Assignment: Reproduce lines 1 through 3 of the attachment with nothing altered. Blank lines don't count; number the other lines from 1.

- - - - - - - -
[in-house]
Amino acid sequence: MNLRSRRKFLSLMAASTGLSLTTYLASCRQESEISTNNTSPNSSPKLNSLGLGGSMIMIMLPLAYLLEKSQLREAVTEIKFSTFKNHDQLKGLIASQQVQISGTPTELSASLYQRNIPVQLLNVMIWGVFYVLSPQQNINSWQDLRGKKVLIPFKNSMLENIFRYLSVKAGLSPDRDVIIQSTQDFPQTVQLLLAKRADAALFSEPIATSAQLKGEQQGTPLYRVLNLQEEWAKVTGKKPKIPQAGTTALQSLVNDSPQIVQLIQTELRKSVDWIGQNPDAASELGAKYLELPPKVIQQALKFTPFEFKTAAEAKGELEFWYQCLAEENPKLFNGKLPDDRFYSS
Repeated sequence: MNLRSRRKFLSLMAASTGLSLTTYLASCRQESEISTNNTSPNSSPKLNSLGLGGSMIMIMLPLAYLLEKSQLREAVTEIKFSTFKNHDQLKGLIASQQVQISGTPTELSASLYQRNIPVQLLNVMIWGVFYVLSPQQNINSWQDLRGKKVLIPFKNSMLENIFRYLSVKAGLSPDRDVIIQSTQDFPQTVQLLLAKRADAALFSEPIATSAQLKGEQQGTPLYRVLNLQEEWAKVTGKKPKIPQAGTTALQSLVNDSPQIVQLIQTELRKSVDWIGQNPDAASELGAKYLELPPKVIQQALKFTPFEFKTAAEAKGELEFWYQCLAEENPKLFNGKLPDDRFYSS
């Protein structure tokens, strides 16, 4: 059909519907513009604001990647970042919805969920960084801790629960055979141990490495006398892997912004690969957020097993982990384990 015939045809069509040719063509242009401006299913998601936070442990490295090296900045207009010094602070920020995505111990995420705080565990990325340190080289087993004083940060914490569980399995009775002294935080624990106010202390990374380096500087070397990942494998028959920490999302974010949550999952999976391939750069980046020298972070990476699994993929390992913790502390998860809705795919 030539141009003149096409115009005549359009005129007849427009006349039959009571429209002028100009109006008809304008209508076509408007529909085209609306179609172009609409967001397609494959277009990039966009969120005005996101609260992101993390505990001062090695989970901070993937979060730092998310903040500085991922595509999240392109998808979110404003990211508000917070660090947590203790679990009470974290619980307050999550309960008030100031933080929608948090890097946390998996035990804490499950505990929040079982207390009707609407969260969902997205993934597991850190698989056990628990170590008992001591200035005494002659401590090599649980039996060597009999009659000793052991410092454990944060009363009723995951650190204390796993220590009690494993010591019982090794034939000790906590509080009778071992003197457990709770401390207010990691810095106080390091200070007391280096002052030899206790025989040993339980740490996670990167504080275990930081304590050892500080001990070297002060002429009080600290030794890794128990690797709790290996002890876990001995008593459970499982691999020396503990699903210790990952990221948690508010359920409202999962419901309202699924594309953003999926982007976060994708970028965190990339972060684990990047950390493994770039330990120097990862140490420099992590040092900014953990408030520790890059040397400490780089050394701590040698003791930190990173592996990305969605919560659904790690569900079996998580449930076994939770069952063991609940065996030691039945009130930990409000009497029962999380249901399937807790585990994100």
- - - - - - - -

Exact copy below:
[in-house]
Amino acid sequence: MNLRSRRKFLSLMAASTGLSLTTYLASCRQESEISTNNTSPNSSPKLNSLGLGGSMIMIMLPLAYLLEKSQLREAVTEIKFSTFKNHDQLKGLIASQQVQISGTPTELSASLYQRNIPVQLLNVMIWGVFYVLSPQQNINSWQDLRGKKVLIPFKNSMLENIFRYLSVKAGLSPDRDVIIQSTQDFPQTVQLLLAKRADAALFSEPIATSAQLKGEQQGTPLYRVLNLQEEWAKVTGKKPKIPQAGTTALQSLVNDSPQIVQLIQTELRKSVDWIGQNPDAASELGAKYLELPPKVIQQALKFTPFEFKTAAEAKGELEFWYQCLAEENPKLFNGKLPDDRFYSS
Repeated sequence: MNLRSRRKFLSLMAASTGLSLTTYLASCRQESEISTNNTSPNSSPKLNSLGLGGSMIMIMLPLAYLLEKSQLREAVTEIKFSTFKNHDQLKGLIASQQVQISGTPTELSASLYQRNIPVQLLNVMIWGVFYVLSPQQNINSWQDLRGKKVLIPFKNSMLENIFRYLSVKAGLSPDRDVIIQSTQDFPQTVQLLLAKRADAALFSEPIATSAQLKGEQQGTPLYRVLNLQEEWAKVTGKKPKIPQAGTTALQSLVNDSPQIVQLIQTELRKSVDWIGQNPDAASELGAKYLELPPKVIQQALKFTPFEFKTAAEAKGELEFWYQCLAEENPKLFNGKLPDDRFYSS